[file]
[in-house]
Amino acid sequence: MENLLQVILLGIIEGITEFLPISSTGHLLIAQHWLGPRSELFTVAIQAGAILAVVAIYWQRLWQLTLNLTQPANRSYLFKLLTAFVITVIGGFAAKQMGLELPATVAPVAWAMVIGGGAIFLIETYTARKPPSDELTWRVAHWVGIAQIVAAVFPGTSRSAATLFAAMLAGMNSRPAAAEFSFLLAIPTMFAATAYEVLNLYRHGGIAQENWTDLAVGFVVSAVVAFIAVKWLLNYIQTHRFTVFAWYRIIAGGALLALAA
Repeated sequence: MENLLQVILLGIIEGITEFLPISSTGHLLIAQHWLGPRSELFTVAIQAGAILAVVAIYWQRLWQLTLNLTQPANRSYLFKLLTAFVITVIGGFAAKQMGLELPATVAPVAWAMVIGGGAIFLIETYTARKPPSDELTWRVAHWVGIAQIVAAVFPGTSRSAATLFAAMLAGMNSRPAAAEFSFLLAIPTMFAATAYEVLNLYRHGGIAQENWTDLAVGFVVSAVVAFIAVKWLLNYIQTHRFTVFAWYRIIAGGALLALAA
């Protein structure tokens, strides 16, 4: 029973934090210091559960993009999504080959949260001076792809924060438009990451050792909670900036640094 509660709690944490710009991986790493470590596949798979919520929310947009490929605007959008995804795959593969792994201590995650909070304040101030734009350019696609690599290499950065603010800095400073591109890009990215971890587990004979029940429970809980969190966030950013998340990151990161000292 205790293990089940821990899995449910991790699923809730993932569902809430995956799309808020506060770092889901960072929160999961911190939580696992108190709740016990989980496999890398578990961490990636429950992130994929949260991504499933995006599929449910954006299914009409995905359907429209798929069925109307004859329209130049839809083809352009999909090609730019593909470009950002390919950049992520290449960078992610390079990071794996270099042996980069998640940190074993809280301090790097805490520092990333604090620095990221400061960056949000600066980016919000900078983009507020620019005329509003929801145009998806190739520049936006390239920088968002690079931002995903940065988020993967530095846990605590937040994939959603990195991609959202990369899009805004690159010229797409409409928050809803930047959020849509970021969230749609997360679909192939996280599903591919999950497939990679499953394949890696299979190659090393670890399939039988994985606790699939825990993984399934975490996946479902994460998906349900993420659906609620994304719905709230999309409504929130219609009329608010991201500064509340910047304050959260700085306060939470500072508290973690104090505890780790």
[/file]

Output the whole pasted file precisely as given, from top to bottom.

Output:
[in-house]
Amino acid sequence: MENLLQVILLGIIEGITEFLPISSTGHLLIAQHWLGPRSELFTVAIQAGAILAVVAIYWQRLWQLTLNLTQPANRSYLFKLLTAFVITVIGGFAAKQMGLELPATVAPVAWAMVIGGGAIFLIETYTARKPPSDELTWRVAHWVGIAQIVAAVFPGTSRSAATLFAAMLAGMNSRPAAAEFSFLLAIPTMFAATAYEVLNLYRHGGIAQENWTDLAVGFVVSAVVAFIAVKWLLNYIQTHRFTVFAWYRIIAGGALLALAA
Repeated sequence: MENLLQVILLGIIEGITEFLPISSTGHLLIAQHWLGPRSELFTVAIQAGAILAVVAIYWQRLWQLTLNLTQPANRSYLFKLLTAFVITVIGGFAAKQMGLELPATVAPVAWAMVIGGGAIFLIETYTARKPPSDELTWRVAHWVGIAQIVAAVFPGTSRSAATLFAAMLAGMNSRPAAAEFSFLLAIPTMFAATAYEVLNLYRHGGIAQENWTDLAVGFVVSAVVAFIAVKWLLNYIQTHRFTVFAWYRIIAGGALLALAA
């Protein structure tokens, strides 16, 4: 029973934090210091559960993009999504080959949260001076792809924060438009990451050792909670900036640094 509660709690944490710009991986790493470590596949798979919520929310947009490929605007959008995804795959593969792994201590995650909070304040101030734009350019696609690599290499950065603010800095400073591109890009990215971890587990004979029940429970809980969190966030950013998340990151990161000292 205790293990089940821990899995449910991790699923809730993932569902809430995956799309808020506060770092889901960072929160999961911190939580696992108190709740016990989980496999890398578990961490990636429950992130994929949260991504499933995006599929449910954006299914009409995905359907429209798929069925109307004859329209130049839809083809352009999909090609730019593909470009950002390919950049992520290449960078992610390079990071794996270099042996980069998640940190074993809280301090790097805490520092990333604090620095990221400061960056949000600066980016919000900078983009507020620019005329509003929801145009998806190739520049936006390239920088968002690079931002995903940065988020993967530095846990605590937040994939959603990195991609959202990369899009805004690159010229797409409409928050809803930047959020849509970021969230749609997360679909192939996280599903591919999950497939990679499953394949890696299979190659090393670890399939039988994985606790699939825990993984399934975490996946479902994460998906349900993420659906609620994304719905709230999309409504929130219609009329608010991201500064509340910047304050959260700085306060939470500072508290973690104090505890780790």